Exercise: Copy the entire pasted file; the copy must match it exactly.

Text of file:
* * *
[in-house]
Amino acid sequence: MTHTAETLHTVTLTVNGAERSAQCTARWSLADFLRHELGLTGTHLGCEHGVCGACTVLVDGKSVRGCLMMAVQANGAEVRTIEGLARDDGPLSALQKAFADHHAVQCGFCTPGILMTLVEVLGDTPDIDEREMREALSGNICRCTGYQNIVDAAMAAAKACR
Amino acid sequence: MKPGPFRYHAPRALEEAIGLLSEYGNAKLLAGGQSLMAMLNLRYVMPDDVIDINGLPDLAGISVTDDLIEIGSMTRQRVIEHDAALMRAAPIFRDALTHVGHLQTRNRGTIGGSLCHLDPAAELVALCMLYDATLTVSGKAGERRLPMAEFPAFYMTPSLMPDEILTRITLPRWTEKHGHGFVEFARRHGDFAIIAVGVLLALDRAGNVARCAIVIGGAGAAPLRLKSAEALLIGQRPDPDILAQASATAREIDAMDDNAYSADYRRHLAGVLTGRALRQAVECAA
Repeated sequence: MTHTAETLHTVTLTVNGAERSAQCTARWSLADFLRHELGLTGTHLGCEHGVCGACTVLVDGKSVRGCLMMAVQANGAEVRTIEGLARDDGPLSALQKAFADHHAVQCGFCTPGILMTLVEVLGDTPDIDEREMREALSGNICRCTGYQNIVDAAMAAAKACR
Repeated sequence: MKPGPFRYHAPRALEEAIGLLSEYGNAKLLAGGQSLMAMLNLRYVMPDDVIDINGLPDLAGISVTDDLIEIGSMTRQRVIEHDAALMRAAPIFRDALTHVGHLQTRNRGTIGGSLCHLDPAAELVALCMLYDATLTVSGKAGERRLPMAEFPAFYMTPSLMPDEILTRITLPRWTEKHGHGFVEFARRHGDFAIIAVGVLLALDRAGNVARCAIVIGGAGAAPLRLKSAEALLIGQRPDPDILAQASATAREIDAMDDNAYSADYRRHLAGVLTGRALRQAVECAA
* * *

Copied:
[in-house]
Amino acid sequence: MTHTAETLHTVTLTVNGAERSAQCTARWSLADFLRHELGLTGTHLGCEHGVCGACTVLVDGKSVRGCLMMAVQANGAEVRTIEGLARDDGPLSALQKAFADHHAVQCGFCTPGILMTLVEVLGDTPDIDEREMREALSGNICRCTGYQNIVDAAMAAAKACR
Amino acid sequence: MKPGPFRYHAPRALEEAIGLLSEYGNAKLLAGGQSLMAMLNLRYVMPDDVIDINGLPDLAGISVTDDLIEIGSMTRQRVIEHDAALMRAAPIFRDALTHVGHLQTRNRGTIGGSLCHLDPAAELVALCMLYDATLTVSGKAGERRLPMAEFPAFYMTPSLMPDEILTRITLPRWTEKHGHGFVEFARRHGDFAIIAVGVLLALDRAGNVARCAIVIGGAGAAPLRLKSAEALLIGQRPDPDILAQASATAREIDAMDDNAYSADYRRHLAGVLTGRALRQAVECAA
Repeated sequence: MTHTAETLHTVTLTVNGAERSAQCTARWSLADFLRHELGLTGTHLGCEHGVCGACTVLVDGKSVRGCLMMAVQANGAEVRTIEGLARDDGPLSALQKAFADHHAVQCGFCTPGILMTLVEVLGDTPDIDEREMREALSGNICRCTGYQNIVDAAMAAAKACR
Repeated sequence: MKPGPFRYHAPRALEEAIGLLSEYGNAKLLAGGQSLMAMLNLRYVMPDDVIDINGLPDLAGISVTDDLIEIGSMTRQRVIEHDAALMRAAPIFRDALTHVGHLQTRNRGTIGGSLCHLDPAAELVALCMLYDATLTVSGKAGERRLPMAEFPAFYMTPSLMPDEILTRITLPRWTEKHGHGFVEFARRHGDFAIIAVGVLLALDRAGNVARCAIVIGGAGAAPLRLKSAEALLIGQRPDPDILAQASATAREIDAMDDNAYSADYRRHLAGVLTGRALRQAVECAA